Indiana Gazette from Indiana, Pennsylvania on February 23, 1980 · Page 2
Get access to this page with a Free Trial
Click to view larger version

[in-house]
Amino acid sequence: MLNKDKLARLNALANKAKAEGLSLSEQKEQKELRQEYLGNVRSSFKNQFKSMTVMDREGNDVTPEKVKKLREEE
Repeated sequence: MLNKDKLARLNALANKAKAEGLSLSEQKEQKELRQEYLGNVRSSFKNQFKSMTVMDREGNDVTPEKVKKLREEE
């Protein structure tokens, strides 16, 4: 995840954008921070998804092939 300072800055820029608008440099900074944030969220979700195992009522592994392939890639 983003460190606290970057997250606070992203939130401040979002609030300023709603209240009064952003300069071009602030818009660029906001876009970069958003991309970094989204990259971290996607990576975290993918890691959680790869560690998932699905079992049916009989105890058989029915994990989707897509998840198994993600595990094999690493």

February 23, 1980

Indiana Gazette from Indiana, Pennsylvania · Page 2

Publication:
Location:
Indiana, Pennsylvania
Issue Date:
Saturday, February 23, 1980
Page:
Page 2
Cancel
Start Free Trial

Page 2 article text (OCR)